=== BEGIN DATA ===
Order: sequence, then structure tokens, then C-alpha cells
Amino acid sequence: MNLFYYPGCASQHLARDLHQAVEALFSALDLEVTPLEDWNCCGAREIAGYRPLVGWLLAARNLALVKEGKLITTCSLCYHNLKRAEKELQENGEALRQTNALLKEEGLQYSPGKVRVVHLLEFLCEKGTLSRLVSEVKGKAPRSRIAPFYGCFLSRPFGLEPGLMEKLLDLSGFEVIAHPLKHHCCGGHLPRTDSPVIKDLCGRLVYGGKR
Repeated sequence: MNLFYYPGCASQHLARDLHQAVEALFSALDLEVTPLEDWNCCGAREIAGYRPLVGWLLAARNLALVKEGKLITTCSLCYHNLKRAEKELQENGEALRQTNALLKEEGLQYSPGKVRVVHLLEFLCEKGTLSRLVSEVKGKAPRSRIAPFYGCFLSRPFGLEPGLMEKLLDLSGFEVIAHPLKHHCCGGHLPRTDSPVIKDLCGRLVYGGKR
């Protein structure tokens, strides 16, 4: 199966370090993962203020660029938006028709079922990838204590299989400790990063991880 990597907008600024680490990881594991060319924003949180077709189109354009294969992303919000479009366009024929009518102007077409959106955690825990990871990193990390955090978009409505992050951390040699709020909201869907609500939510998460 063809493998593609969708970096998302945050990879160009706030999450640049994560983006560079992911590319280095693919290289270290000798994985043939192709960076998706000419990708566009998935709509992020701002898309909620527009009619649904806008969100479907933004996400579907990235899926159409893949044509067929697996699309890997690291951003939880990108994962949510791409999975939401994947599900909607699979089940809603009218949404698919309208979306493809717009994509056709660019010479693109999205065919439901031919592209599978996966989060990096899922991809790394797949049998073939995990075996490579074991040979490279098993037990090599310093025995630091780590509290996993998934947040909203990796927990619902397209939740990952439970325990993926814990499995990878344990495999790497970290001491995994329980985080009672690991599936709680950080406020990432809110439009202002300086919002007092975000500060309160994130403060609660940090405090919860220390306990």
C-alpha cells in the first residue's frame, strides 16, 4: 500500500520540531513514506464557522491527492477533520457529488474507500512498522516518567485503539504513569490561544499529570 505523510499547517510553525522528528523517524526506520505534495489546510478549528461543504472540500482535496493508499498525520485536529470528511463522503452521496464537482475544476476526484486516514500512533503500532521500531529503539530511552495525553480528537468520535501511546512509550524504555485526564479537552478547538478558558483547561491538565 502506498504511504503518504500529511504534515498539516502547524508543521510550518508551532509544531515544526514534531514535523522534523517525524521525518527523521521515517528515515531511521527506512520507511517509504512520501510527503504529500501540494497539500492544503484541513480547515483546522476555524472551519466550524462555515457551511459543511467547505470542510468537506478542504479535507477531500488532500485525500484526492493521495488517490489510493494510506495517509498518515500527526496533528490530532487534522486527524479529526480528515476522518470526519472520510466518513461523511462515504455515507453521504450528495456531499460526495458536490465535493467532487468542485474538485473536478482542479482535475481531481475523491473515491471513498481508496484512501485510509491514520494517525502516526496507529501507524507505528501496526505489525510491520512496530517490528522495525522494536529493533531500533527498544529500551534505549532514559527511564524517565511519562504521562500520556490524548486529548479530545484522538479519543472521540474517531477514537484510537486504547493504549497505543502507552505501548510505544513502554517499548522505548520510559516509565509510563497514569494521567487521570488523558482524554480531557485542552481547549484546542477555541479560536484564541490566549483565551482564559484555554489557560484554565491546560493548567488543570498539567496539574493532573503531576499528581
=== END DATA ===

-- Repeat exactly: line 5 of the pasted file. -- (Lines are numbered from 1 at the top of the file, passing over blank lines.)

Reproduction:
C-alpha cells in the first residue's frame, strides 16, 4: 500500500520540531513514506464557522491527492477533520457529488474507500512498522516518567485503539504513569490561544499529570 505523510499547517510553525522528528523517524526506520505534495489546510478549528461543504472540500482535496493508499498525520485536529470528511463522503452521496464537482475544476476526484486516514500512533503500532521500531529503539530511552495525553480528537468520535501511546512509550524504555485526564479537552478547538478558558483547561491538565 502506498504511504503518504500529511504534515498539516502547524508543521510550518508551532509544531515544526514534531514535523522534523517525524521525518527523521521515517528515515531511521527506512520507511517509504512520501510527503504529500501540494497539500492544503484541513480547515483546522476555524472551519466550524462555515457551511459543511467547505470542510468537506478542504479535507477531500488532500485525500484526492493521495488517490489510493494510506495517509498518515500527526496533528490530532487534522486527524479529526480528515476522518470526519472520510466518513461523511462515504455515507453521504450528495456531499460526495458536490465535493467532487468542485474538485473536478482542479482535475481531481475523491473515491471513498481508496484512501485510509491514520494517525502516526496507529501507524507505528501496526505489525510491520512496530517490528522495525522494536529493533531500533527498544529500551534505549532514559527511564524517565511519562504521562500520556490524548486529548479530545484522538479519543472521540474517531477514537484510537486504547493504549497505543502507552505501548510505544513502554517499548522505548520510559516509565509510563497514569494521567487521570488523558482524554480531557485542552481547549484546542477555541479560536484564541490566549483565551482564559484555554489557560484554565491546560493548567488543570498539567496539574493532573503531576499528581